• Masashi

Samurai facing west / 西向く侍


Back in 1863, the mission of samurais returned from western Europe and brought bulbs of tulips to their motherland.

Tulips are like symbols of westernization of Japan.

The person printed on today’s 10,000 bill was one of the members of the mission (Yukichi Fukuzawa, second from right in the black & white pic).

Things they saw and learned in Europe had a big impact on Japanese history and society.

Gregorian calendar was one of them.

On 9th of Novembe, 1872, the government announced that they would enforce western calendar within a month to set 3rd of December as New Year’s Day. People got so panicked.

Yukichi agreed to the new calendar and wrote book to explain difference between lunar and solar calendars, clock system in Europe to avoid social confusion. The book he just spent about 6 hours to complete its draft became a best seller.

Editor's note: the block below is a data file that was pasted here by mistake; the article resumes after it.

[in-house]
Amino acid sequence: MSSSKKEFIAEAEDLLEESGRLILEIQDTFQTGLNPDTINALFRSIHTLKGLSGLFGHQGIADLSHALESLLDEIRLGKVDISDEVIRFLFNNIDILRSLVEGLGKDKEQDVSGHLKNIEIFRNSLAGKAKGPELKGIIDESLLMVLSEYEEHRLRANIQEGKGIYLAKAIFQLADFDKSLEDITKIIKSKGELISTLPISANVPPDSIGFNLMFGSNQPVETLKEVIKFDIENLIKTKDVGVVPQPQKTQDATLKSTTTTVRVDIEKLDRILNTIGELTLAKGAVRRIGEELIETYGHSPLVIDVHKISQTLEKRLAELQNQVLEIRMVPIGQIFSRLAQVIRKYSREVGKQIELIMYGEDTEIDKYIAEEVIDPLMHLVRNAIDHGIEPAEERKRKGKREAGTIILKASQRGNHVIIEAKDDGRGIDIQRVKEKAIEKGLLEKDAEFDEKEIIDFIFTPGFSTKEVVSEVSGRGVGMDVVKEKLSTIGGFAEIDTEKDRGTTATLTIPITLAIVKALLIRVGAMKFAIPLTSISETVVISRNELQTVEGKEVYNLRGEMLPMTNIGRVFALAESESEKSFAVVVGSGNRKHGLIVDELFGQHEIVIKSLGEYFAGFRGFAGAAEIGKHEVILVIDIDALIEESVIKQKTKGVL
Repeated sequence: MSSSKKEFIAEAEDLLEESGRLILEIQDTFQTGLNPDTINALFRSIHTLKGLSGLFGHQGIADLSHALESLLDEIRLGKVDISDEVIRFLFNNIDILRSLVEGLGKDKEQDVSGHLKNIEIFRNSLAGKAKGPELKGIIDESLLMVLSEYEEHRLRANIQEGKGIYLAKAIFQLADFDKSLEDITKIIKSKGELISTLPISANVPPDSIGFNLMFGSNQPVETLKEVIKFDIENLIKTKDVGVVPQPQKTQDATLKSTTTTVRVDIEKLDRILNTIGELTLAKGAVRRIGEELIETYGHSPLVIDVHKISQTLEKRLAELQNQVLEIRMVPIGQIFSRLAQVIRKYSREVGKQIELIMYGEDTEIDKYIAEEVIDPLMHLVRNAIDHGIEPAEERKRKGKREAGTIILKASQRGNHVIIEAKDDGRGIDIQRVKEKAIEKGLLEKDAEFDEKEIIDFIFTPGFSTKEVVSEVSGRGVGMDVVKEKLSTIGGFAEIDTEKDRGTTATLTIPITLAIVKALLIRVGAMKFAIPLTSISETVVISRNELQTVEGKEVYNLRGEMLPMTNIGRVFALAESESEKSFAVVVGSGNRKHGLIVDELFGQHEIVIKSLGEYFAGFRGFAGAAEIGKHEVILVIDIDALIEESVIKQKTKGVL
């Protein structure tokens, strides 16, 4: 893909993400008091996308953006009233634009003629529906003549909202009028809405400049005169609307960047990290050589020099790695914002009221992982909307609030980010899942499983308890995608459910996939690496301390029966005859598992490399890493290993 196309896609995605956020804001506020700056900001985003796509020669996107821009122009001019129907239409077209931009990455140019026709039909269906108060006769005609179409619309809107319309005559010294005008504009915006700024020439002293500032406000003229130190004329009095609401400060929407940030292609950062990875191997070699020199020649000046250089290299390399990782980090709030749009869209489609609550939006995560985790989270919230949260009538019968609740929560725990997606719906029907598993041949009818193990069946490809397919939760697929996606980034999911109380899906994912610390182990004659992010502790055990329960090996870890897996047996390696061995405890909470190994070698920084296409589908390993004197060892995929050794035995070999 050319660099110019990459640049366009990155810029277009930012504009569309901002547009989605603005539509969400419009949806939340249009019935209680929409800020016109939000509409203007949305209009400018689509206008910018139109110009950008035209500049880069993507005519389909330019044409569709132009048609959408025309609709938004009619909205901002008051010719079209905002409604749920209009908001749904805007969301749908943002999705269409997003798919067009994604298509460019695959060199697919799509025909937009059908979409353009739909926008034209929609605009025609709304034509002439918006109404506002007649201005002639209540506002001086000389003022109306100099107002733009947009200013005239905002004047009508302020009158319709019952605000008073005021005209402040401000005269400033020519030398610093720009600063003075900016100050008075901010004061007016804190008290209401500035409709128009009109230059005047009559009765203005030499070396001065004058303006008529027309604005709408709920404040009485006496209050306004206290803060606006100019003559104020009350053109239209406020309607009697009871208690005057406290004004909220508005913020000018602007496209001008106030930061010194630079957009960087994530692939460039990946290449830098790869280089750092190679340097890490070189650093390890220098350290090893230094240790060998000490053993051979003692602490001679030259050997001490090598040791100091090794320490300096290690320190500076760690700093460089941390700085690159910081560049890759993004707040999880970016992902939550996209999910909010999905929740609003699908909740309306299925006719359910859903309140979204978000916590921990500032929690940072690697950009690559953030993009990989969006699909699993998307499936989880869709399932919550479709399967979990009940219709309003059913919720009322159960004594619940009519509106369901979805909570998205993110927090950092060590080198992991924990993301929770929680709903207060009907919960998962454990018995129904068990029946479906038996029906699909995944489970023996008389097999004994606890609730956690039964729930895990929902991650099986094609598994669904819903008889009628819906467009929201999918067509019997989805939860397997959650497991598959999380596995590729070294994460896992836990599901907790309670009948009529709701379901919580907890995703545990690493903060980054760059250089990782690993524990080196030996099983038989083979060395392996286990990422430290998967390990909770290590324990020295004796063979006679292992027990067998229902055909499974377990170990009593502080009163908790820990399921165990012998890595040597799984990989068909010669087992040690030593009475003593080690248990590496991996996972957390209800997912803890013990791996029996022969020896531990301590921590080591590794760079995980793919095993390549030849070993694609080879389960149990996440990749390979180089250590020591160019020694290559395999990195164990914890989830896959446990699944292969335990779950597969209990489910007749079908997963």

Here is the euphony that became popular among Japanese in those days to remember short-days months : “Ni(2), Shi(4), Mu(6), Ku(9), Samurai(11)”, means “Samurai facing west”. Nishi means “west”, Muku is “to face”. Eleven in Chinese character is “十一”. When you change combination of the strokes, it becomes “士” representing “samurai”.

I also learned this phrase when I was little and still remember it.

Source of images

* Black and white picture is public domain.

* Tulips in gardens taken by my father.









「西向く侍」 (二、四、六、九、十一。十一は「士(さむらい)」に変換)


* 白黒写真は公共財産

* チューリップの画像: 父

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